Just when you think the Dutch have mastered Symphonic metal, the French band Whyzdom is crashing on the scene with their orchestral arrangements and heavy melodies. After having gone through temporary vocalists to fill a void, they finally secured the services of Elvyne Lorient for full-time duty. Her soothing and enchanting vocal style softens the crushing riffs and provides an equal balance between the heavy and the not-so-heavy melodies. The new album Blind? has 11 songs and packs over an hour of Symphonic metal that should appeal greatly to fans of the metal subgenre.
Posted by Mark/Angel
OK, hands up. If a Norwegian band labels themselves as “symphonic black metal”, what’s obviously going to be the first port of call as influence? If you said Emperor’s In The Nightside Eclipse, award yourself two points. Now promptly throw that out of the window when I present you with Grand Alchemist and their sophomore album after 10 years. The title, Disgusting Hedonism, gives fair warning of the content; packed with symphonic extravagance on top of a solid metallic base, the quintet lead a merry dance through 45 minutes of lunacy from start to finish.
Posted by atleastimhousebroken
The debut album, Shadows Over Lothadruin, by the Italian Symphonic Power Metal band Wind Rose is an interesting listen. On one hand I found myself quite captivated by the rich melodies, huge symphonies and orchestrations, and huge guitars and vocals. On the other I kept slipping into the ‘been there, done that’ state of mind. Now, I don’t think having your musical influences shine on a record is necessarily a bad thing and it has led to many great albums. But, when I’m listening to a record and find myself constantly going, ‘oh, that sounds just like Symphony X, Dream Theater, Blind Guardian, etc.’ it pulls me out of the experience some when it happens enough times. But I really like those bands, so what’s the problem? You see how the angel and devil are pulling on both sides here. But all in all, when I reached the end of Shadows Over Lothadruin, I found myself satisfied with the release.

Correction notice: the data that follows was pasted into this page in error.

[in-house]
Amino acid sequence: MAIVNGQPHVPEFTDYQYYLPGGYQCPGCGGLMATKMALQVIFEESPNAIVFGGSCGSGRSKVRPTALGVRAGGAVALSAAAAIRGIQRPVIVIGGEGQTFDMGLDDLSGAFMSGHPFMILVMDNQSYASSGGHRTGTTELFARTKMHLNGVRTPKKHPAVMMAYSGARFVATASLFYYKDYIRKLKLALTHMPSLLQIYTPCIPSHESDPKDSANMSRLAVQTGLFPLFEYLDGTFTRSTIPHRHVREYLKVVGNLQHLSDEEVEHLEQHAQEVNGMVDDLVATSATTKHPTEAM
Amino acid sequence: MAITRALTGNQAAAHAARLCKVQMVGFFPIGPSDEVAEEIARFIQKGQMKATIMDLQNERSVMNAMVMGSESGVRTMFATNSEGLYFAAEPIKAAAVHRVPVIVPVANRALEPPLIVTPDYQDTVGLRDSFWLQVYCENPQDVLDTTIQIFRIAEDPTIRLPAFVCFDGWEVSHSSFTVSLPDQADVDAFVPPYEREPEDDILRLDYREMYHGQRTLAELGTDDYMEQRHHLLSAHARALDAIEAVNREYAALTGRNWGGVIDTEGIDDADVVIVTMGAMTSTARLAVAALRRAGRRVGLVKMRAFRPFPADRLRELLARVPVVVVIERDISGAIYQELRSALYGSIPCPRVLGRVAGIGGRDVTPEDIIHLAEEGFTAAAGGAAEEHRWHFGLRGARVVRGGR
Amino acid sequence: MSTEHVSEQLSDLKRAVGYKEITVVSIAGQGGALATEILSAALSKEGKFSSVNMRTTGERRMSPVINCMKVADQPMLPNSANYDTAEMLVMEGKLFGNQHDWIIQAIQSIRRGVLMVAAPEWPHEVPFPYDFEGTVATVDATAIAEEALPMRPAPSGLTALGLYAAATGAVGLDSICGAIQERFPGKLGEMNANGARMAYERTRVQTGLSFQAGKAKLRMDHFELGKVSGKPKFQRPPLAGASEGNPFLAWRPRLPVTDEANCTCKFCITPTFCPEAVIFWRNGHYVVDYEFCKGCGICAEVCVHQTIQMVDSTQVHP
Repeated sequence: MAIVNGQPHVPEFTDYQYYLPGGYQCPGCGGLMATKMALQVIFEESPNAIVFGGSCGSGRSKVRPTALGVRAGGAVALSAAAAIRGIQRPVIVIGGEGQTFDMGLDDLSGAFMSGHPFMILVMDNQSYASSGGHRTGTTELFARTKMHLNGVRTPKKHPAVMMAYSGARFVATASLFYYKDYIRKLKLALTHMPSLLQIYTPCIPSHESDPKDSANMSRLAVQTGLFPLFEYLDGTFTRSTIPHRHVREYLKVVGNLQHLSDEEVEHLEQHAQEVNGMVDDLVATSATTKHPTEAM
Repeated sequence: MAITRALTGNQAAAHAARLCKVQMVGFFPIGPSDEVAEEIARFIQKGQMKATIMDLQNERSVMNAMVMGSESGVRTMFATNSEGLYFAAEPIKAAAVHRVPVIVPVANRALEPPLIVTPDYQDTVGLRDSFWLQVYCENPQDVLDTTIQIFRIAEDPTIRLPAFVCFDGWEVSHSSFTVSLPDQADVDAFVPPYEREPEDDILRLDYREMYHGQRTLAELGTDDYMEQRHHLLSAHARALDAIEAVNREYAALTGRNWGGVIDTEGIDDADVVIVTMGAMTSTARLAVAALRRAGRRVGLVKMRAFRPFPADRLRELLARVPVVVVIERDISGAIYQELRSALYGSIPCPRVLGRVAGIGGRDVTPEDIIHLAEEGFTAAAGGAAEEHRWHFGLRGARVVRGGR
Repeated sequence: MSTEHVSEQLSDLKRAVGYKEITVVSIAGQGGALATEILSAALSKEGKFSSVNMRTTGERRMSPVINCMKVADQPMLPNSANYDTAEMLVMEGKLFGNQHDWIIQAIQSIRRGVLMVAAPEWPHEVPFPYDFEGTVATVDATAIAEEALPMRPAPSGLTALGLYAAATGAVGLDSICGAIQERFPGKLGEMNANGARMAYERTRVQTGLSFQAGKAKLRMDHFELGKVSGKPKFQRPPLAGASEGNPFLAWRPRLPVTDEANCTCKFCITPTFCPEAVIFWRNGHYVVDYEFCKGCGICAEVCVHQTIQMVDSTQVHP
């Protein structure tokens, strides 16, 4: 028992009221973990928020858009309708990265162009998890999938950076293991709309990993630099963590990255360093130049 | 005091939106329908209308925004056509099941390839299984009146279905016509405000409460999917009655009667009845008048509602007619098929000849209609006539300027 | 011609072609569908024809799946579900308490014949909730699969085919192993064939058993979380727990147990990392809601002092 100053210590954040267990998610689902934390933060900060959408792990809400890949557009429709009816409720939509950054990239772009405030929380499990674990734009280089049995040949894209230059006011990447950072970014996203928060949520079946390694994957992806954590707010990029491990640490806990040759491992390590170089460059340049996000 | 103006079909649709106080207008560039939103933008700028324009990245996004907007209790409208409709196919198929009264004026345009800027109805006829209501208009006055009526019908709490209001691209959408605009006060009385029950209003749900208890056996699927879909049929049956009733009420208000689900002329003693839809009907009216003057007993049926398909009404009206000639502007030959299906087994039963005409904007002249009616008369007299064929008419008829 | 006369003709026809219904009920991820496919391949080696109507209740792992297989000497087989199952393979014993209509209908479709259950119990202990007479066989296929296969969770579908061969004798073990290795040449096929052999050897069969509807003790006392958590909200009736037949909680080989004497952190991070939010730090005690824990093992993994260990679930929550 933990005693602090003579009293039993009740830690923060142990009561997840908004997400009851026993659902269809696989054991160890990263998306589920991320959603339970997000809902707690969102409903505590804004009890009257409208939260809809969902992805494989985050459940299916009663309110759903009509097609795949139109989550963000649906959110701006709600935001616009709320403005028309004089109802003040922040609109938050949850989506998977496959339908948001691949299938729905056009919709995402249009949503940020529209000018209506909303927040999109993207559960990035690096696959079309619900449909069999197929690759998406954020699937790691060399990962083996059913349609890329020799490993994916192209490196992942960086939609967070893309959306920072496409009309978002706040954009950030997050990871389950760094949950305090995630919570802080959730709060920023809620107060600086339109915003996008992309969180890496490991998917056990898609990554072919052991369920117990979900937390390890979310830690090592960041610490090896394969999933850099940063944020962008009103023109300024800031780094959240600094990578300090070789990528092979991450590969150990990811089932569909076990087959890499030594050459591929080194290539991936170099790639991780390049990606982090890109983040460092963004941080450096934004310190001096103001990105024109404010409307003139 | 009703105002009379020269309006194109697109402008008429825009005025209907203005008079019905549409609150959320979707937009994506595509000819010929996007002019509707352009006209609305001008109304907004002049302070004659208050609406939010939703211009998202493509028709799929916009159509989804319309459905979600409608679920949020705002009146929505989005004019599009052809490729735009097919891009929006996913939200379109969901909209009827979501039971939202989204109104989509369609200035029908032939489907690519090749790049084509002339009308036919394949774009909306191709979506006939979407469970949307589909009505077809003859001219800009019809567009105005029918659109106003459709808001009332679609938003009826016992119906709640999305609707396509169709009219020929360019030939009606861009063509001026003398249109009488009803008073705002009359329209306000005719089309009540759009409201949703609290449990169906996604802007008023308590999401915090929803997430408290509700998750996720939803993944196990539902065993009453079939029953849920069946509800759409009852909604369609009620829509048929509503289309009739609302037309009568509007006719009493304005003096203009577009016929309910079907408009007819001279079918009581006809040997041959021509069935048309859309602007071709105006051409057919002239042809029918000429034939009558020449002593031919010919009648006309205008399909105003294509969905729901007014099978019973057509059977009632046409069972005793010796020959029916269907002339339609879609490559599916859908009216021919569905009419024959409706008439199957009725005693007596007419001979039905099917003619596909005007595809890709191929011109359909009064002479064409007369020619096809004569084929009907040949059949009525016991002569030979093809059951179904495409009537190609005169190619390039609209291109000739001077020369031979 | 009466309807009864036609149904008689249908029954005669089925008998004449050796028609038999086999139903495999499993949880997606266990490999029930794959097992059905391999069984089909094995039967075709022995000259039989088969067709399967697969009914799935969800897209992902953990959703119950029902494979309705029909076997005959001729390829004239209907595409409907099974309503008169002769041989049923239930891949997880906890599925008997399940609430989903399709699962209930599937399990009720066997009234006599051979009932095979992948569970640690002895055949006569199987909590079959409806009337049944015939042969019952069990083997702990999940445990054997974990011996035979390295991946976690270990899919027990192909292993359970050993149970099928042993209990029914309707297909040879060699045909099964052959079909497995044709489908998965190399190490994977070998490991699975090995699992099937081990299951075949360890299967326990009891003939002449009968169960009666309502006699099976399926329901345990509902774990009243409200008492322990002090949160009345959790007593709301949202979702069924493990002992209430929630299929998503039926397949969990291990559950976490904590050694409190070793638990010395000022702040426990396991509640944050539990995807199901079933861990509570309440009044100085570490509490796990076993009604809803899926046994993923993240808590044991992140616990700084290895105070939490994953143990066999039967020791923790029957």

What started out as a side project or a collaboration venture has blossomed into something with a truly solid foundation. We Are The Others is Delain’s 3rd studio album and epitomizes what the Dutch band is all about. Their previous efforts featured numerous guest musicians and vocalists, but We Are The Others demonstrates that Delain has solidified themselves a comparable Symphonic metal band without assistance; guest appearances on We Are The Others is limited to one song. After several lineup changes over the years, the only remaining member since the band’s inception is founder Martijn Westerholt formerly a member of another Dutch Symphonic metal band Within Temptation. Vocalist Charlotte Wessels has been with Delain since 2005 and continues to flourish as one of metal’s leading ladies.
Epica blessed symphonic metal fans with a new album, Requiem for the Indifferent. This is their fifth studio album which follows up 2009’s Design Your Universe. The Dutch 6-piece returns with more of Mark Jansen’s grunts and screams accompanied by the beautiful vocal stylings of Simone Simons. If you are largely unaware of Epica, but a fan of Kamelot, you have seen Simone Simons. She is a guest on many of their songs, videos, and even tours with the band. Simone is a highly talented vocalist who carries the weight of vocal duties in Epica. For that reason alone, Requiem for the Indifferent is worth your time and money.